I like Elizabeth Bishop for the way she mingles imagination with reality. Kind of like Wallace Stevens. I’m reminded of what the nature of poetry really is. Truly it is creating new things by making comparisons of unlike things. Percy Shelley called this process “vitally metaphorical.” This is poetry. It’s the way imagination works, taking objects of thought and combining them in new ways. Pegasus was a horse with wings, a product of the imagination that put together two creatures. Cerberus: a hound with three heads. The possibilities are endless for human creativity, making new things from old components… I like “Wading at Wellfleet” among Bishop’s poems so far, where she compares the breakers to Assyrian chariots.

I guess it’s time to go to the store.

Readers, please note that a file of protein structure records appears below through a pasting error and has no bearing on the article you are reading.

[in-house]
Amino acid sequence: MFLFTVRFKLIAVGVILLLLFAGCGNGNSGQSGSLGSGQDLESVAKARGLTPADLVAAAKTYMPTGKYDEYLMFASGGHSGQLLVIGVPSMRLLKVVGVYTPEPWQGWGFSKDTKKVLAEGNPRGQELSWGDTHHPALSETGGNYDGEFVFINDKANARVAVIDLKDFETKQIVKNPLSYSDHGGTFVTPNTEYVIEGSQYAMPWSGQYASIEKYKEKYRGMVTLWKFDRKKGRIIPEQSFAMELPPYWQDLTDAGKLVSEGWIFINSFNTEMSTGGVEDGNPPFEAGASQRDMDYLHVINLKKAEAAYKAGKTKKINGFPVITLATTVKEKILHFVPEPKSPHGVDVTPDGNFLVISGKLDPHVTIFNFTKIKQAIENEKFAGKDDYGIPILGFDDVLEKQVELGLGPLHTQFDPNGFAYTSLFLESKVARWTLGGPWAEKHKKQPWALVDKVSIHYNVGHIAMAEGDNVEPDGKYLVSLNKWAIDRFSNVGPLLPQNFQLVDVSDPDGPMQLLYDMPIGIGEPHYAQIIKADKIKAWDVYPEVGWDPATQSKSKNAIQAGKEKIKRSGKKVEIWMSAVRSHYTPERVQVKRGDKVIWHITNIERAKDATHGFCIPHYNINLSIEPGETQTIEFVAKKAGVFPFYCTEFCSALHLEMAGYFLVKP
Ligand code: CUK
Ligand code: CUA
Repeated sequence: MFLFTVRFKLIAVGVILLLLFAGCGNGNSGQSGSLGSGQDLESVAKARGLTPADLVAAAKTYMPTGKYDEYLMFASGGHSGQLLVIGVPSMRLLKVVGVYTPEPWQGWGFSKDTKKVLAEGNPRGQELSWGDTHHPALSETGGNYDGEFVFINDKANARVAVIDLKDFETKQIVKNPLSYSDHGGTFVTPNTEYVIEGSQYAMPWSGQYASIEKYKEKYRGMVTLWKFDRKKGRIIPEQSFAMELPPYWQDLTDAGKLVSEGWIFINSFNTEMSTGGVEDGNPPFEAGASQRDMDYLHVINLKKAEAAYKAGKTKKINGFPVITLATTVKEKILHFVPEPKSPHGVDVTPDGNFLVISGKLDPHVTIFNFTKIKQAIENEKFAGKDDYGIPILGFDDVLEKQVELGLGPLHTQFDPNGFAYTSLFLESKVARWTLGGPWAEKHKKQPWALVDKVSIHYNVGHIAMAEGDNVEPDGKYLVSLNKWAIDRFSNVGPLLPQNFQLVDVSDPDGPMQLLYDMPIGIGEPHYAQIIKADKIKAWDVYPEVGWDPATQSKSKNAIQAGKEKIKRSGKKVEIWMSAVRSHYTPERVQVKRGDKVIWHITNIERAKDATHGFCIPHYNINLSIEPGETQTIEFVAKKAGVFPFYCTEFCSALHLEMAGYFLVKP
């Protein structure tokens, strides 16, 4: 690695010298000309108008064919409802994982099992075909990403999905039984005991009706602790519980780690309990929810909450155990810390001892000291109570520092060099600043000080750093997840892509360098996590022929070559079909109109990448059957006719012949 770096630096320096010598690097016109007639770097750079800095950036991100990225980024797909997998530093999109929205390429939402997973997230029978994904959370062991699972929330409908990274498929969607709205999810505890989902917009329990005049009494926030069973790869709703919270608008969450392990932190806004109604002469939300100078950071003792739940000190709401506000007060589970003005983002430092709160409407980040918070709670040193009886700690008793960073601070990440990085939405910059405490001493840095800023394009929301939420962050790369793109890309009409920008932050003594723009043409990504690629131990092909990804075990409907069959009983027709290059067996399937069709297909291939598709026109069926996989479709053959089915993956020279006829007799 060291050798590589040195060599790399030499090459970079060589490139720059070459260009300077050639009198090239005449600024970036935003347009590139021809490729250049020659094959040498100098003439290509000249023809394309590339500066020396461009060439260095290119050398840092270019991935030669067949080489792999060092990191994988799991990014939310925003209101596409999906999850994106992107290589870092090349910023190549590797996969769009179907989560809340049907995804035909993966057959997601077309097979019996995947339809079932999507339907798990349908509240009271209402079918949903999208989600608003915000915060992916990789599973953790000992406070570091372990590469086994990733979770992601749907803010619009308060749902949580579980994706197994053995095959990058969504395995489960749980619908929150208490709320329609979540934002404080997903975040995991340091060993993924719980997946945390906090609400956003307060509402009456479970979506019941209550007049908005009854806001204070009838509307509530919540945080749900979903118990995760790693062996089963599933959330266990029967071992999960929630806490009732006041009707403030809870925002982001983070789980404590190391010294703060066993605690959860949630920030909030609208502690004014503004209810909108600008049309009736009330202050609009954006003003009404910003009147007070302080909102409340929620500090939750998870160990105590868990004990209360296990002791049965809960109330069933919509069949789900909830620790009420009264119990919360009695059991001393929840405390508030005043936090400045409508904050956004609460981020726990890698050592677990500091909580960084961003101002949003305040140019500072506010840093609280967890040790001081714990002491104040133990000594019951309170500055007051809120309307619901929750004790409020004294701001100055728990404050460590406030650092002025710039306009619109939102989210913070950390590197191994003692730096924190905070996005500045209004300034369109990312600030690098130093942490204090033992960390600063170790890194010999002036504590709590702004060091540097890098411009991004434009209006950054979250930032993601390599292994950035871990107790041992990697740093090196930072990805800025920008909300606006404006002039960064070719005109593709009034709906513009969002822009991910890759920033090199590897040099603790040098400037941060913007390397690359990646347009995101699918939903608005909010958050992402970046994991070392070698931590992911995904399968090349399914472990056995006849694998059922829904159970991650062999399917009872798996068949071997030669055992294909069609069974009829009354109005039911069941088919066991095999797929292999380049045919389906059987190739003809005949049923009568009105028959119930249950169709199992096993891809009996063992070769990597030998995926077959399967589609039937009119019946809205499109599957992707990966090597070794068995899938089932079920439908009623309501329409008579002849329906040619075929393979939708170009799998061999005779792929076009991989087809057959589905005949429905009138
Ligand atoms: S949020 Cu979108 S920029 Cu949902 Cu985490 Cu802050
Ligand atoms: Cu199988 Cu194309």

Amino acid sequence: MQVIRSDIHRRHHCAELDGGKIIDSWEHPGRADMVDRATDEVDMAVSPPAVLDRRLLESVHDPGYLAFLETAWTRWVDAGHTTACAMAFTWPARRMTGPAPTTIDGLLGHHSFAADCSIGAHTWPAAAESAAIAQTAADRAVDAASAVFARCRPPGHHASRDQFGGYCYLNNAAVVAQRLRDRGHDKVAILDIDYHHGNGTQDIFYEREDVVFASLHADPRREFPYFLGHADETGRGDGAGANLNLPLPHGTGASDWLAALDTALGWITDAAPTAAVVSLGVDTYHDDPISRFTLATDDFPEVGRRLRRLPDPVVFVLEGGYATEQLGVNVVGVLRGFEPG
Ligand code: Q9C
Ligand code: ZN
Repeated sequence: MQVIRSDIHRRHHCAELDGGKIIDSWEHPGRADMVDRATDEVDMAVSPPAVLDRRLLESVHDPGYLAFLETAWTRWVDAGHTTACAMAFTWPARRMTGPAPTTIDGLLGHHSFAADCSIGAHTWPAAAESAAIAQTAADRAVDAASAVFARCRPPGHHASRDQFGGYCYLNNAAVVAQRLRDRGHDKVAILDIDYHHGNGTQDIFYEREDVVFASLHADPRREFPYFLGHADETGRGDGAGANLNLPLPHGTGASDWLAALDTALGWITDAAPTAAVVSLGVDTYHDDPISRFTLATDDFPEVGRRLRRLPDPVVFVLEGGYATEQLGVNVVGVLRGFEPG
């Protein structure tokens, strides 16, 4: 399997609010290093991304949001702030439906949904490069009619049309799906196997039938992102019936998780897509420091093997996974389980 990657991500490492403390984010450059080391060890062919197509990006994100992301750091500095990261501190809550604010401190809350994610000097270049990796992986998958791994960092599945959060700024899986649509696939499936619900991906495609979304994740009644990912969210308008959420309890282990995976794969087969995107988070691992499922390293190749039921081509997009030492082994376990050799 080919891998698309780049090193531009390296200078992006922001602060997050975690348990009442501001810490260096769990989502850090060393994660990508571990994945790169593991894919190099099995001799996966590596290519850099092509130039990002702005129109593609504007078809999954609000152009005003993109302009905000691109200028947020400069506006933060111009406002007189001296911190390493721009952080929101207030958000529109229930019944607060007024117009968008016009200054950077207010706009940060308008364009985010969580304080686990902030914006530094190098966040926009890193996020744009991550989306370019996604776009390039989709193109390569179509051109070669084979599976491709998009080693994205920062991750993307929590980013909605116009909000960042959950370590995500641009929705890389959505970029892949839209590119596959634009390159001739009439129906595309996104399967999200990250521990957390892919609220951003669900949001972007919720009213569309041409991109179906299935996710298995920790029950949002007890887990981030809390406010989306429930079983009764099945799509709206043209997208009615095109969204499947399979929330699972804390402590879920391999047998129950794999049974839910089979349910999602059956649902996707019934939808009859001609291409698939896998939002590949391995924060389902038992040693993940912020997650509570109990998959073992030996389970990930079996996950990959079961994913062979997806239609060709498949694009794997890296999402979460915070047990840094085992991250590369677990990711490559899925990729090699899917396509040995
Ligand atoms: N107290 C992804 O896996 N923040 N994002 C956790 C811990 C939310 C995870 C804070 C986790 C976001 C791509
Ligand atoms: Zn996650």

Reading Nietzsche

Noon hour. I’m going to pull out my Nietzsche books and have a look at Zarathustra. His aphorisms are difficult sometimes. Also I don’t like what he has to say about women and their role in social life. Further, I associate Nietzsche with the nerds and freaks who read him enthusiastically, like a friend I knew from high school. In the wrong hands, his writing can be a little dangerous. But if I connect him with James Joyce instead, it might be an illuminating read. Some Christians think Nietzsche was an infidel.

Quarter after three. Feeling stymied for words. I guess I’m just uninspired. What Nietzsche says about creators must have influenced Ayn Rand, since she also exalts those people. But his thinking goes a bit deeper when he suggests that man’s reverence is properly for himself and not for a god. When I was very unwell I wrote a poem that reversed the Prometheus myth, saying in one line how “we steal back the fire of our reason.”

The eleven eyes of God are on us now,

as we an astral body sans our person;

the myths of houses larger than earth life

have gotten out of human fictive hand,

evolving consciousness apart from us,

awake, aware, messiahs to nowhere.

 

It seems as if some Titan robbed our palm,

stole fire from us and gave it to the gods:

Prometheus in reverse redeems himself